Relief for working families from rising childcare fees should be at the top of the national agenda given new figures that show the cost of childcare has skyrocketed by 30% in the past two years.

ACTU President Sharan Burrow said:

“Childcare costs are now a major burden on people as they try to balance work and family.”

“The ACTU hopes the Prime Minister will address the problem of rising childcare costs in his family statement that is expected to be announced later today (Wednesday).”

“The new ACTU analysis of ABS data shows that over the past two years childcare costs have risen by 30% – this is more than five times the rate of inflation (5.5%) and around three times the rate of wages (10.7%).”

“Childcare is a major cost in the weekly budgets of Australian families with figures showing that both parents work in over 60% of families.”

“Over the past 20 years there has been a major drop in the number of single breadwinner families from around one in two families (51%) to now less than one in three families (31%).”

“The shift in families towards both parents working is big cultural change that the Federal Government is largely ignoring.”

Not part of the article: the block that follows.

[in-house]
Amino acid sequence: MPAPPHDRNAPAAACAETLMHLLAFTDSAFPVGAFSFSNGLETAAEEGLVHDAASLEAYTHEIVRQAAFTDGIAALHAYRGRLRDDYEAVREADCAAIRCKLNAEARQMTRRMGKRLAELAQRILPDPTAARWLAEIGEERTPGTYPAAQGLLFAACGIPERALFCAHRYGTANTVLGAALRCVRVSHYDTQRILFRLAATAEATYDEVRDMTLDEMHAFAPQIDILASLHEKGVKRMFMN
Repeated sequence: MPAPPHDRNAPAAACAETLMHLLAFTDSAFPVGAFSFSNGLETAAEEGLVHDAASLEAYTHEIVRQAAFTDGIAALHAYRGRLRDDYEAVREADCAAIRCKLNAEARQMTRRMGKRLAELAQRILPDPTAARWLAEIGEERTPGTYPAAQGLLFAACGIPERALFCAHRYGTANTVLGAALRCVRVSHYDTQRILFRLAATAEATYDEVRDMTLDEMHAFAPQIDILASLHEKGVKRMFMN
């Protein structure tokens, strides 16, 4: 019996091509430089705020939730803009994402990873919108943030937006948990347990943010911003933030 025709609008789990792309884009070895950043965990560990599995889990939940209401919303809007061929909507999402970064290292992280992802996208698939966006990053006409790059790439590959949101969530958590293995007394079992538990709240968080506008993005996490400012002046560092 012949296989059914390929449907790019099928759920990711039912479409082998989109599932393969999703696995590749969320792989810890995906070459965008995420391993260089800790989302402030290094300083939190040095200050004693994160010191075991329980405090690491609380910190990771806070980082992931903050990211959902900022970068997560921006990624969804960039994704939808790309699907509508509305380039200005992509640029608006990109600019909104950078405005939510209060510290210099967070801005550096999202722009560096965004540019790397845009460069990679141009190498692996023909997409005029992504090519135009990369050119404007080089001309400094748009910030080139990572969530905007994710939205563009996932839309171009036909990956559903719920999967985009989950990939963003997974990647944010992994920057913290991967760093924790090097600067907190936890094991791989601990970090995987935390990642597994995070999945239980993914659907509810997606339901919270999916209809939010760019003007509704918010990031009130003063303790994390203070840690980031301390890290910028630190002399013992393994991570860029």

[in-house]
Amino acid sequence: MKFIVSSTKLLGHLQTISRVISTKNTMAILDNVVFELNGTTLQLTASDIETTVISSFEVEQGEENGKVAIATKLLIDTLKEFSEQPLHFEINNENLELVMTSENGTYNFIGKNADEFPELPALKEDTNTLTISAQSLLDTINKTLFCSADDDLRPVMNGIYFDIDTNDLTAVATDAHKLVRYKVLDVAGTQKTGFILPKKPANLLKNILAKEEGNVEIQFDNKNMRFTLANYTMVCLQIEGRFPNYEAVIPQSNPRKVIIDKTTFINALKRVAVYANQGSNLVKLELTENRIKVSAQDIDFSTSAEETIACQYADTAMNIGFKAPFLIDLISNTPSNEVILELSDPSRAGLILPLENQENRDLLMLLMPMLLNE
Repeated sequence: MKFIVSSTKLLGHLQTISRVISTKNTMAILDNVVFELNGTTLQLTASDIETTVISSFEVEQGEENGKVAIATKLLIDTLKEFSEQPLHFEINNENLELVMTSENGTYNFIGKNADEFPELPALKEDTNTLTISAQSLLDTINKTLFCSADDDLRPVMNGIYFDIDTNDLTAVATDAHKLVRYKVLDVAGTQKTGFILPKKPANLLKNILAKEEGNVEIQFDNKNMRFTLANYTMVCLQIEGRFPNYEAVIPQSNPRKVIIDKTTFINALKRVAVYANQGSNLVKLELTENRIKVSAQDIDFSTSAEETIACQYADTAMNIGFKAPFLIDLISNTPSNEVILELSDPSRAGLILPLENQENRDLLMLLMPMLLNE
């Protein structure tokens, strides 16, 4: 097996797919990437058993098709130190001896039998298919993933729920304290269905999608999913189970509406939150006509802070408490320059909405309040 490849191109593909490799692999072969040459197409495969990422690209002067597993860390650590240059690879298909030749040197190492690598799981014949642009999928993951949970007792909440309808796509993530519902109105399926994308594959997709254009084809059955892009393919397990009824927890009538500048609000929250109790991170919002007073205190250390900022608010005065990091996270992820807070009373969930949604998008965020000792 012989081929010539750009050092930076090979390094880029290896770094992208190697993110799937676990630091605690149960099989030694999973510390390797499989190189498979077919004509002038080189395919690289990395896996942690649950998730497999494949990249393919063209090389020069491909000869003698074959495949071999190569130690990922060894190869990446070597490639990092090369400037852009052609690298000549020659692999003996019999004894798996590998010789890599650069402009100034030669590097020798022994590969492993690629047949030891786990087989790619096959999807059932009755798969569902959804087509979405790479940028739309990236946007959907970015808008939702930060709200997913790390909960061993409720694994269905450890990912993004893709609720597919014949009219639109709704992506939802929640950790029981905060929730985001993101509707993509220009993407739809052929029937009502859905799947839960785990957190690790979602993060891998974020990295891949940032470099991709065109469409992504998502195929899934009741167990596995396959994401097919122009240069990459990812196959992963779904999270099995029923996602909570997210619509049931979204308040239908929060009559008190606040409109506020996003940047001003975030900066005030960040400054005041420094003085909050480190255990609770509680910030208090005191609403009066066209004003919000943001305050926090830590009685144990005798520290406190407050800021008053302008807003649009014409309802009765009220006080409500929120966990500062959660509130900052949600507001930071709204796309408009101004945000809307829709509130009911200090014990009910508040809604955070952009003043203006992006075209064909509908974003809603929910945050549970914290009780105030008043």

“Families need affordable and good quality childcare but the Government has failed to respond to the big price rises in childcare fees that have occurred over the past two years.”

“The ACTU is pushing for affordable high quality childcare as part of a major union campaign this year for work and family balance.”

“A central feature of the campaign is the ACTU Work and Family Test Case which is due to be heard by the Australian Industrial Relations Commission in June.”

“The ACTU Test Case is claiming family-friendly improvements in workplaces including:

  • The choice for parents to switch to part time work. Research shows that 60%
    of mothers working full time would prefer to go part time.
  • Extending unpaid parental leave from 12 to 24 months.
  • Flexible working hours and holiday times to accommodate school and
  • Five days extra paid leave to care for a child or relative.”